This behavior can change over time, for example, because different clients are authorized overtime, or because the actor can go into “no service” mode. The behavior changes depending on changes in state variables that are taken into account in the logic of the actor’s work, and the function itself can be changed at runtime.

When the actor is restarted, its behavior is reset to the initial state. However, with the help of configurations, it is possible to automatically restore the behavior of the actor to the state before the restart.


The purpose of an actor is to process messages sent from other actors inside the system or messages received from external systems. The element that connects the sender and recipient is the actor’s mailbox: each actor has exactly one mailbox in which the senders place their messages. Because actor instances can run on multiple threads simultaneously, it may seem that messages do not have a specific processing order, but this is not the case. Sending various messages from the same source to a particular actor will put them in the queue in the same order.

There are different ways to implement mailboxes. By default, this is FIFO: the order of messages processed by the actor corresponds to the order in which they were queued. In most cases, this is the best choice, but applications may need to prioritize some messages over others.

The algorithm for placing messages in the mailbox can be configured and queued depending on the priority of messages or using another custom algorithm. When using such a queue, the order of processed messages will naturally be determined by the queue algorithm and not be FIFO.

An important feature in which Proto. Actor differs from other implementations of the actor model because the actor’s current behavior must always process the next message from the queue. However, when configuring out of the box, validation (whether the actor with the current behavior can process the received message) does not occur. Failure to process a message is usually considered a failure.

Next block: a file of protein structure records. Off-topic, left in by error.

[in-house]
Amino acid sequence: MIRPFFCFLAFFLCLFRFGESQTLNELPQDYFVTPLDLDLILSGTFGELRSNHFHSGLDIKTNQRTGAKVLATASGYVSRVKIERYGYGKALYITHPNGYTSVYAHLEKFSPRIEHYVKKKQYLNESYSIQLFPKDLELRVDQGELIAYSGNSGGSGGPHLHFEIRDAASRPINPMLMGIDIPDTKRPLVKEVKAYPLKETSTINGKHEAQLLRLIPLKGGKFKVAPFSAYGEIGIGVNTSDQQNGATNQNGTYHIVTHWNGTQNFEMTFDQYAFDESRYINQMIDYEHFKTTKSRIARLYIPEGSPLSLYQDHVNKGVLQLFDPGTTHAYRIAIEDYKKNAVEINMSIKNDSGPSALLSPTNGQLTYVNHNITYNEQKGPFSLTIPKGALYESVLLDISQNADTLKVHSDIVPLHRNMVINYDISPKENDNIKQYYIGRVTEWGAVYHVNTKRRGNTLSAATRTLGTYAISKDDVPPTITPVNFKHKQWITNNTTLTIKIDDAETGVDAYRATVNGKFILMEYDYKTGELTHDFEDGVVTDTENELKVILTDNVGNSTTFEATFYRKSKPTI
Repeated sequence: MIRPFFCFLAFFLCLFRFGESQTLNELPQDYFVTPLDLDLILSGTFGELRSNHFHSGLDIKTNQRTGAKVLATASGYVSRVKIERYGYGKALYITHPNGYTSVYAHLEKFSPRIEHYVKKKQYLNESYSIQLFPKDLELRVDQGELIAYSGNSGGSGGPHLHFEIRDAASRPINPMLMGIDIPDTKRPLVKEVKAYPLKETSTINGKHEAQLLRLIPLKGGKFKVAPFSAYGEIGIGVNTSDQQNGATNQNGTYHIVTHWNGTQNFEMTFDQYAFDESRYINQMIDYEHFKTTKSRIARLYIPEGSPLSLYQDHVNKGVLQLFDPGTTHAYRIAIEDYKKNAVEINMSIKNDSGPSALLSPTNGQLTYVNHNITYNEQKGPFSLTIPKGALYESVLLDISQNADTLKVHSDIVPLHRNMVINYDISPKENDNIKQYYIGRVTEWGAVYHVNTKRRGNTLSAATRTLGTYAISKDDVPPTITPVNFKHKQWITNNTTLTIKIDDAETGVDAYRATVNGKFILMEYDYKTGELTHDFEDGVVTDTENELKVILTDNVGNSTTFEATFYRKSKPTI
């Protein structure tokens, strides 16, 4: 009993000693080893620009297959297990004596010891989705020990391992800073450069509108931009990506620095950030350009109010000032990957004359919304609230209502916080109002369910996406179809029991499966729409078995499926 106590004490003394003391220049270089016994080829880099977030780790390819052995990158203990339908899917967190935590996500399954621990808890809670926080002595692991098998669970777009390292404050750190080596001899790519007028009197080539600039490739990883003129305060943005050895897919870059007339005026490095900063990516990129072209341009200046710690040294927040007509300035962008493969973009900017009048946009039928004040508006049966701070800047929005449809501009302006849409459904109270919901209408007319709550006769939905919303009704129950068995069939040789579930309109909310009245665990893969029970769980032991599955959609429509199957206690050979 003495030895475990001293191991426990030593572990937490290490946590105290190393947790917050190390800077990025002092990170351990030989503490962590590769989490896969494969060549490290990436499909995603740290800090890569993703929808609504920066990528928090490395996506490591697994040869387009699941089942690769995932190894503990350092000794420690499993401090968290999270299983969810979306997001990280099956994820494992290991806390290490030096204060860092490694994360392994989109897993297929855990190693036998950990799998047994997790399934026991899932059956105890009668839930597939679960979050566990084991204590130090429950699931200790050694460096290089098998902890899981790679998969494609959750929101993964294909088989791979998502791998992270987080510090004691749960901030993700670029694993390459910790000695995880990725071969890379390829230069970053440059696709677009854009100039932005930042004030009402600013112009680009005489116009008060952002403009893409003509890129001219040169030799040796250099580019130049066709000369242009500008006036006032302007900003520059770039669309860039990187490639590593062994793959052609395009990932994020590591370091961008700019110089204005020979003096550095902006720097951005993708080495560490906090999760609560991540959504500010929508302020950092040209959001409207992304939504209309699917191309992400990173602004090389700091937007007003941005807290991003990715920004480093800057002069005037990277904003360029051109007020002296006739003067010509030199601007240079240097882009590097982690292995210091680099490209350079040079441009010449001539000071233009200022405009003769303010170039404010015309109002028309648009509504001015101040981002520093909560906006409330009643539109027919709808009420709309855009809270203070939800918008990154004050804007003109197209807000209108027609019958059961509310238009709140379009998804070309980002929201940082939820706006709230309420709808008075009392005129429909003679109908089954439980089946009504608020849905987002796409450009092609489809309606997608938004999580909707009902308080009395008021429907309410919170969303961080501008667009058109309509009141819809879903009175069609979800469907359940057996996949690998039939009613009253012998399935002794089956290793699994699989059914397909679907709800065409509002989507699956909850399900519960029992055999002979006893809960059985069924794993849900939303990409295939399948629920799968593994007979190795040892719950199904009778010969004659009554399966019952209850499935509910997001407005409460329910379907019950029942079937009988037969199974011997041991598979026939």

Child Actors Each actor is potentially a supervisor: if it creates child actors to delegate subtasks, it automatically controls them. The list of child actors supported in the actor context (it should be noted that descendants in the second generation are “grandchildren”, not directly accessible). Changes in the list are made by creating (context.actorOf (...)) or stopping (context.stop (child)) child actors. Actions to create and terminate child actors have performed asynchronously, so they do not block their supervisor.

Supervisor strategy The last part of the actor is the strategy for handling failures in child actors. The standard strategies in the case of a failure in the child actor are:

  • to resume the work of the subordinate actor, to keep its status;
  • to resume the work of the subordinate actor, restore its standard state;
  • to stop work of a subordinate actor;
  • pass the failure up (not recommended, used in exceptional situations).

Since this strategy is crucial for the actor and its child actors, it cannot be changed after the actor created.

Given that there is only one such strategy for each actor, if it is necessary to apply different strategies for subordinate actors, they grouped under intermediate supervisor actors with the corresponding strategies. According to the division of tasks to subtasks., it is good practice to structure actor systems once again.

Proto.Actor is asynchronous, non-blocking, and supports message exchange. It is scalable vertically as well as horizontally. To support fault tolerance, it has tracking mechanisms. It meets all the requirements for creating reactive systems.

Go ahead!